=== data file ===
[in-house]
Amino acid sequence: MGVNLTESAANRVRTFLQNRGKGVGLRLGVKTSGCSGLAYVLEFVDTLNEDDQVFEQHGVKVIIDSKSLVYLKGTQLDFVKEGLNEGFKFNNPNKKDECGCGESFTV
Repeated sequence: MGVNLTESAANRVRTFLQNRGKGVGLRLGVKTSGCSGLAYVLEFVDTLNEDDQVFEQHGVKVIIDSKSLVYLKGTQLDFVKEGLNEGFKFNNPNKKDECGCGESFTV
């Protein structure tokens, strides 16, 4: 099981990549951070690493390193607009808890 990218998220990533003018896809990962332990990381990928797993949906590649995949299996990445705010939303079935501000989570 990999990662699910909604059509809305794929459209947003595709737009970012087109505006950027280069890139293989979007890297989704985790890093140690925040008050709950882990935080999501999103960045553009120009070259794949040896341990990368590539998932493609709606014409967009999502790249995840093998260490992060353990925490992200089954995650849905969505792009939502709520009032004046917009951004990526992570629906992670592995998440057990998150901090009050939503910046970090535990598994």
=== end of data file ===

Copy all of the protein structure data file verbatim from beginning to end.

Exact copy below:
[in-house]
Amino acid sequence: MGVNLTESAANRVRTFLQNRGKGVGLRLGVKTSGCSGLAYVLEFVDTLNEDDQVFEQHGVKVIIDSKSLVYLKGTQLDFVKEGLNEGFKFNNPNKKDECGCGESFTV
Repeated sequence: MGVNLTESAANRVRTFLQNRGKGVGLRLGVKTSGCSGLAYVLEFVDTLNEDDQVFEQHGVKVIIDSKSLVYLKGTQLDFVKEGLNEGFKFNNPNKKDECGCGESFTV
């Protein structure tokens, strides 16, 4: 099981990549951070690493390193607009808890 990218998220990533003018896809990962332990990381990928797993949906590649995949299996990445705010939303079935501000989570 990999990662699910909604059509809305794929459209947003595709737009970012087109505006950027280069890139293989979007890297989704985790890093140690925040008050709950882990935080999501999103960045553009120009070259794949040896341990990368590539998932493609709606014409967009999502790249995840093998260490992060353990925490992200089954995650849905969505792009939502709520009032004046917009951004990526992570629906992670592995998440057990998150901090009050939503910046970090535990598994």